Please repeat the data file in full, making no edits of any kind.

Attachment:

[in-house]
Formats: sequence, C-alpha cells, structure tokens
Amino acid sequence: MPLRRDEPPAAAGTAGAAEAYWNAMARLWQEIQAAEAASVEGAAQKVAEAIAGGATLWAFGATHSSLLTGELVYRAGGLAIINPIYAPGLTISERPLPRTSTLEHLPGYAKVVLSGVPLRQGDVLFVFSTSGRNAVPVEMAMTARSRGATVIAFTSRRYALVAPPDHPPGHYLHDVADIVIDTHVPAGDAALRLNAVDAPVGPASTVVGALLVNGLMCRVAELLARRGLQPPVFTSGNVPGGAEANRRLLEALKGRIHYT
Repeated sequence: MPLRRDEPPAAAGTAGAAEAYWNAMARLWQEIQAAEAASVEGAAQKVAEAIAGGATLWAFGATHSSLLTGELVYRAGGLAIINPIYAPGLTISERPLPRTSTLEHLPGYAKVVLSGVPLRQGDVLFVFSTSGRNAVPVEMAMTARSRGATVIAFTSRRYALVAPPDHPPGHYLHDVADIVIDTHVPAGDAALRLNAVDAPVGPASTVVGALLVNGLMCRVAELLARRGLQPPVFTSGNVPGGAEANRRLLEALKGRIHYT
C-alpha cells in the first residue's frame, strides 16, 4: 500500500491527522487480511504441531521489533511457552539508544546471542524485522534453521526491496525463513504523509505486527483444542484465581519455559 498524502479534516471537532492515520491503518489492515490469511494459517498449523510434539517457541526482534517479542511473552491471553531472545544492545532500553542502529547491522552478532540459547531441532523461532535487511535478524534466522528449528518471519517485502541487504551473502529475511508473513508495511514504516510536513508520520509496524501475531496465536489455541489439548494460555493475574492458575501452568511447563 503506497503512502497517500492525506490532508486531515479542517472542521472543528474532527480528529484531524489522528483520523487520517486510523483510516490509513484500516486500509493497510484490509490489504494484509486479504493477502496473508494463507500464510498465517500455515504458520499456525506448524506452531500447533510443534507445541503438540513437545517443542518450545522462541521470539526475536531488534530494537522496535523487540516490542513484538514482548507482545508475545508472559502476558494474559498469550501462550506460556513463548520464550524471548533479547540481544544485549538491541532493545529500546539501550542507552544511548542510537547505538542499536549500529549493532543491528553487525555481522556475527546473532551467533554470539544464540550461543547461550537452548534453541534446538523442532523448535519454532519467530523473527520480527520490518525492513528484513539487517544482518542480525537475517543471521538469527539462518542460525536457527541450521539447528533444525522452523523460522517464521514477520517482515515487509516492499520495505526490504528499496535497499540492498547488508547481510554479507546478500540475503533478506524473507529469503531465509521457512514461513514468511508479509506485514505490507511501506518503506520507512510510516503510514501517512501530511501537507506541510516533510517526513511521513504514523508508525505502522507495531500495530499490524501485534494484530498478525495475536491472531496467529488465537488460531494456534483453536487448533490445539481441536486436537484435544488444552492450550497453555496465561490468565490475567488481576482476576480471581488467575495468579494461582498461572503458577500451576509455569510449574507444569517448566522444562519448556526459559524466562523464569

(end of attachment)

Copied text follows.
[in-house]
Formats: sequence, C-alpha cells, structure tokens
Amino acid sequence: MPLRRDEPPAAAGTAGAAEAYWNAMARLWQEIQAAEAASVEGAAQKVAEAIAGGATLWAFGATHSSLLTGELVYRAGGLAIINPIYAPGLTISERPLPRTSTLEHLPGYAKVVLSGVPLRQGDVLFVFSTSGRNAVPVEMAMTARSRGATVIAFTSRRYALVAPPDHPPGHYLHDVADIVIDTHVPAGDAALRLNAVDAPVGPASTVVGALLVNGLMCRVAELLARRGLQPPVFTSGNVPGGAEANRRLLEALKGRIHYT
Repeated sequence: MPLRRDEPPAAAGTAGAAEAYWNAMARLWQEIQAAEAASVEGAAQKVAEAIAGGATLWAFGATHSSLLTGELVYRAGGLAIINPIYAPGLTISERPLPRTSTLEHLPGYAKVVLSGVPLRQGDVLFVFSTSGRNAVPVEMAMTARSRGATVIAFTSRRYALVAPPDHPPGHYLHDVADIVIDTHVPAGDAALRLNAVDAPVGPASTVVGALLVNGLMCRVAELLARRGLQPPVFTSGNVPGGAEANRRLLEALKGRIHYT
C-alpha cells in the first residue's frame, strides 16, 4: 500500500491527522487480511504441531521489533511457552539508544546471542524485522534453521526491496525463513504523509505486527483444542484465581519455559 498524502479534516471537532492515520491503518489492515490469511494459517498449523510434539517457541526482534517479542511473552491471553531472545544492545532500553542502529547491522552478532540459547531441532523461532535487511535478524534466522528449528518471519517485502541487504551473502529475511508473513508495511514504516510536513508520520509496524501475531496465536489455541489439548494460555493475574492458575501452568511447563 503506497503512502497517500492525506490532508486531515479542517472542521472543528474532527480528529484531524489522528483520523487520517486510523483510516490509513484500516486500509493497510484490509490489504494484509486479504493477502496473508494463507500464510498465517500455515504458520499456525506448524506452531500447533510443534507445541503438540513437545517443542518450545522462541521470539526475536531488534530494537522496535523487540516490542513484538514482548507482545508475545508472559502476558494474559498469550501462550506460556513463548520464550524471548533479547540481544544485549538491541532493545529500546539501550542507552544511548542510537547505538542499536549500529549493532543491528553487525555481522556475527546473532551467533554470539544464540550461543547461550537452548534453541534446538523442532523448535519454532519467530523473527520480527520490518525492513528484513539487517544482518542480525537475517543471521538469527539462518542460525536457527541450521539447528533444525522452523523460522517464521514477520517482515515487509516492499520495505526490504528499496535497499540492498547488508547481510554479507546478500540475503533478506524473507529469503531465509521457512514461513514468511508479509506485514505490507511501506518503506520507512510510516503510514501517512501530511501537507506541510516533510517526513511521513504514523508508525505502522507495531500495530499490524501485534494484530498478525495475536491472531496467529488465537488460531494456534483453536487448533490445539481441536486436537484435544488444552492450550497453555496465561490468565490475567488481576482476576480471581488467575495468579494461582498461572503458577500451576509455569510449574507444569517448566522444562519448556526459559524466562523464569